“The real voyage of discovery consists, not in seeking new landscapes, but in having new eyes.” – Marcel Proust (1923)
“Develop your senses — especially learn how to see. Realize that everything connects to everything else.” — Leonardo Da Vinci (~1500)
If you – like the precious thousands of other professionals, mostly notably from the high-performance end of the global trading spectrum, who will venture this way – have come this far in search of Alphacution’s unique brand of irreverent spin on Virtu’s 3rd quarter earnings announcement, then you are about to miss most of the intelligence that is on offer from the growing portfolio of evidence that we are assembling here.
Yes, our modeling and charting and narratives surrounding this latest catalyst from Virtu – along with its and others’ exploits in this rare corner of the financial world – can be found here and throughout our Feed. But, for those who choose to stretch their go-to frame of perspective, there is much more going on here than initially meets the eye…
What is actually going on here is the birth of a new dataset – and, eventually, with the application of some process automation and scaling to our research methodology, the potential for a new data feed. At that point, a regular flow of aggregated data would then fuel regular updates to a series of financial ecosystem “maps,” as if that apparatus was this industry’s very first version of a 3D printer. What is currently of value primarily in the form of strategic navigational intelligence today would then become much more valuable as a form of tactical navigational intelligence – and frankly, become valuable to a broader suite of products and services beyond these maps.
Dare I say, like the aggregation and distribution of the first market-oriented datasets by Michael Bloomberg or the exploitation of those first market-oriented datasets by Jim Simons (founder of Renaissance Technologies), the focus of this project might appear to be rather timely, particularly given that we live in an era when the topic of alternative data is in vogue.
However, unlike the relatively limited use cases of many new alternative data sources and data feeds that, for example, use satellites to track global shipping flows, or social platforms to track increasingly specific user preferences, or even the Internet of Things (IoT) data to parse energy usage patterns through a web of connected appliances, the datafeed we speak of here would be relevant to the entire community players with a direct or indirect economic connection to the financial industry; a very large audience.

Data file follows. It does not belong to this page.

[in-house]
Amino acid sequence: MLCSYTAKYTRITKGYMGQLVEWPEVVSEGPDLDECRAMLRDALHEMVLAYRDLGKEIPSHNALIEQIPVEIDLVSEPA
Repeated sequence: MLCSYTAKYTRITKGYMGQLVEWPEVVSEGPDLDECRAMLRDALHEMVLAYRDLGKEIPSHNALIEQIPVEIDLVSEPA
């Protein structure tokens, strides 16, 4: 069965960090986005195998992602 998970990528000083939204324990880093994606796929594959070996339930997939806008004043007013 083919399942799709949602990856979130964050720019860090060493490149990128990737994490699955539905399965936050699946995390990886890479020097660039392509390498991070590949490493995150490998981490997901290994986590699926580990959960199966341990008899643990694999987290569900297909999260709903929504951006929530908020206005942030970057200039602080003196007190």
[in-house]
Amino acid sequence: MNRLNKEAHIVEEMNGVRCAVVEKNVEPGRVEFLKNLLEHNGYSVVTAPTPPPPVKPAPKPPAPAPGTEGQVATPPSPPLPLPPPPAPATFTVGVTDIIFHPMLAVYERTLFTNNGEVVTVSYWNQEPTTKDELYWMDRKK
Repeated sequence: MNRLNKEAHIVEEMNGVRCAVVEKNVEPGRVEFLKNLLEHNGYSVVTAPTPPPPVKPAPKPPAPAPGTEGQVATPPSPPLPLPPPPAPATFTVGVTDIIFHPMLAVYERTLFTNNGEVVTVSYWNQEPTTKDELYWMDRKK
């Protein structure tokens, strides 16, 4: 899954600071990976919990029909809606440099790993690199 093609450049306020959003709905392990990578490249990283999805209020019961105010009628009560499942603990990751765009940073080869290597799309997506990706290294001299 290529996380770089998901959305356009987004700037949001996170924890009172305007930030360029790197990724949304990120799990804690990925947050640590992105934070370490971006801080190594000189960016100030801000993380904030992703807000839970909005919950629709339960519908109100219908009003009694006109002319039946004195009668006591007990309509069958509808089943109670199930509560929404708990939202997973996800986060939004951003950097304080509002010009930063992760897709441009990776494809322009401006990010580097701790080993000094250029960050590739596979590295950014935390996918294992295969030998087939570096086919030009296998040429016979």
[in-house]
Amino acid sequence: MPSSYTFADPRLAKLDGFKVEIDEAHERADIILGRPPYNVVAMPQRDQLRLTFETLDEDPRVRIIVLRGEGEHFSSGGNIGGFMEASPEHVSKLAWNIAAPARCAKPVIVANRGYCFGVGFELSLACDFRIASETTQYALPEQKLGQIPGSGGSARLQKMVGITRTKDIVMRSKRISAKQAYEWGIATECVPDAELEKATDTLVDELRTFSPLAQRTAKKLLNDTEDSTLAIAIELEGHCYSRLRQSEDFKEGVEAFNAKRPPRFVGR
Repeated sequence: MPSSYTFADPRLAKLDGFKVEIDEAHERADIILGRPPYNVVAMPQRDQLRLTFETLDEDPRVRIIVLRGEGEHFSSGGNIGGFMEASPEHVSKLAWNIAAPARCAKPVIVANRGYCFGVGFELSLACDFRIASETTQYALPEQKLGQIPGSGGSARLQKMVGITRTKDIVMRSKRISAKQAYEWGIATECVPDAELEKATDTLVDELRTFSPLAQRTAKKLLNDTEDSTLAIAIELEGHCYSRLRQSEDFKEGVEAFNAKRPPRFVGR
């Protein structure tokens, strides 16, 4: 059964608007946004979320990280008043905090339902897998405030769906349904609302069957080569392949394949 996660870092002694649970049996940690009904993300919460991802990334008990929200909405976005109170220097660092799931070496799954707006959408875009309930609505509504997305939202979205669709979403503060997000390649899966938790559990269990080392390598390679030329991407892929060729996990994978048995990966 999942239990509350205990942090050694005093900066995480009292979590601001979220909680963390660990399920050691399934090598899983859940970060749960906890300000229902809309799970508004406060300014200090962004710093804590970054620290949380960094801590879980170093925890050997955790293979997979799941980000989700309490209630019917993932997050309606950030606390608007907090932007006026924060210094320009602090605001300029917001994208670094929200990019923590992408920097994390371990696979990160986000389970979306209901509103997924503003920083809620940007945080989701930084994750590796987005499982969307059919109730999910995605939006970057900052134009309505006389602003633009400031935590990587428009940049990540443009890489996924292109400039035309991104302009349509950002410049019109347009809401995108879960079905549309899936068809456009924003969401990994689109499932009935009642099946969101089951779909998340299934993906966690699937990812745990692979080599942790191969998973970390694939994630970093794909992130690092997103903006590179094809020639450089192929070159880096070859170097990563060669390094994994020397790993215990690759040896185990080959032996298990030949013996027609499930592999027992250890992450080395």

Now, all of this assumes that Alphacution is able to convince you of something that I see clearly, but that many – perhaps, most – of you cannot see yet at all. It is at this crossroad, that we continue to leverage interest in and curiosity about firms like Virtu and its peers and competitors – and what its newsworthy evolution may foreshadow for the consecutive rings of players that form the remainder of the global asset management world, namely prop shops, hedge funds, traditional asset managers, and their stakeholders.
As has been said many times within our library of posts: All data has direct observational value as well as contextual value. What follows is a bit of the direct observational value. The contextual value – a blunt hint of which I’ve laid out above – is yours to marinate in for the time being.
The chart below is the Q3-2018 update to a template that was first published here and then again most recently here. It includes the single additional data point that may have triggered the recently announced ITG acquisition.
Here’s why, in a nutshell:
The difference between Virtu’s quarterly net trading income for Q3-2018 and pro-forma Q3-2017 is 2.0%. (That difference is 2.8% if we use adjusted net trading income.) And, the difference between quarterly average volatility (as measured by VIX) for Q3-2018 (of 12.86) and Q3-2017 (of 10.94) is 17.6%
So, given that we have established that volatility is the primary driver of trading income in this space, it does seem puzzling that a quarter vs. quarter increase in volatility of nearly 20% only yields a 2% improvement in net trading income – and especially because we established here that the KCG algorithms – which we must assume have been ever so meticulously ported over to the Virtu infrastructure – proved more responsive to volatility.
Now, we don’t need to think too hard to figure that something else might be going on here: Chances are that the algos are working just fine. Either there has been a shift in competitive dynamics (which could certainly happen when you risk the information leakage from slashing ~500 bright individuals from their jobs), or perhaps there has been some adverse shifting in the costs of trading, as we recently showcased, in part, in the post “Robinhood and Payments for Order Flow” – but, I don’t think that’s it since a cursory review of the disclosures does not indicate any major shifts in trading costs.
Though the hot era of the trading technology arms race has long since cooled – and perhaps forgotten by many – the right ear to the right ground would hear about renewed progress in speed. It is here that we return to the value of contextual data (sooner than I thought!): When we add up the possibilities of increased progress with speed, plus risks of information leakage, plus the fact that there are a scant few players in a position to make a dent, there is only one answer: Citadel.
Anyone care to make an alternate case?
P.S. – A more comprehensive analysis of Virtu + ITG is forthcoming…
As always, if you value this work: Like it, share it, comment on it – or discuss amongst your colleagues – and then send us firstname.lastname@example.org.
As our “feedback loop” becomes more vibrant – given input from clients and other members of our network, especially around new questions to be answered – the value of this work will accelerate.
Don’t be shy…